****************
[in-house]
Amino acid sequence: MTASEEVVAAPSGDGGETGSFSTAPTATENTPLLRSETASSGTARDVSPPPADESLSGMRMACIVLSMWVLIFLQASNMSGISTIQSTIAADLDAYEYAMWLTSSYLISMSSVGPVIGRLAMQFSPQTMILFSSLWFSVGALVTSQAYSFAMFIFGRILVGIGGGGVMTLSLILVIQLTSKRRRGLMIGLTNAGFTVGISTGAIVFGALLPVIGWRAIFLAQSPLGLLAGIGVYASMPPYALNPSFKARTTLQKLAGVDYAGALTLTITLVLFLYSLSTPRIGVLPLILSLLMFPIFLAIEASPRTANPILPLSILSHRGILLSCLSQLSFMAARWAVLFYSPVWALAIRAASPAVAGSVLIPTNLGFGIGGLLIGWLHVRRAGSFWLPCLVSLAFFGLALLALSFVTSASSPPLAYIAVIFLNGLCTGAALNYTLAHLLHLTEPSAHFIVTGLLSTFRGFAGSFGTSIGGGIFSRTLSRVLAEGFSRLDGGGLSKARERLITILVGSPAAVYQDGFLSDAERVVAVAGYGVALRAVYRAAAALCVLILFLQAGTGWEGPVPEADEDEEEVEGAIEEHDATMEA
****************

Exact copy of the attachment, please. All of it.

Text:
[in-house]
Amino acid sequence: MTASEEVVAAPSGDGGETGSFSTAPTATENTPLLRSETASSGTARDVSPPPADESLSGMRMACIVLSMWVLIFLQASNMSGISTIQSTIAADLDAYEYAMWLTSSYLISMSSVGPVIGRLAMQFSPQTMILFSSLWFSVGALVTSQAYSFAMFIFGRILVGIGGGGVMTLSLILVIQLTSKRRRGLMIGLTNAGFTVGISTGAIVFGALLPVIGWRAIFLAQSPLGLLAGIGVYASMPPYALNPSFKARTTLQKLAGVDYAGALTLTITLVLFLYSLSTPRIGVLPLILSLLMFPIFLAIEASPRTANPILPLSILSHRGILLSCLSQLSFMAARWAVLFYSPVWALAIRAASPAVAGSVLIPTNLGFGIGGLLIGWLHVRRAGSFWLPCLVSLAFFGLALLALSFVTSASSPPLAYIAVIFLNGLCTGAALNYTLAHLLHLTEPSAHFIVTGLLSTFRGFAGSFGTSIGGGIFSRTLSRVLAEGFSRLDGGGLSKARERLITILVGSPAAVYQDGFLSDAERVVAVAGYGVALRAVYRAAAALCVLILFLQAGTGWEGPVPEADEDEEEVEGAIEEHDATMEA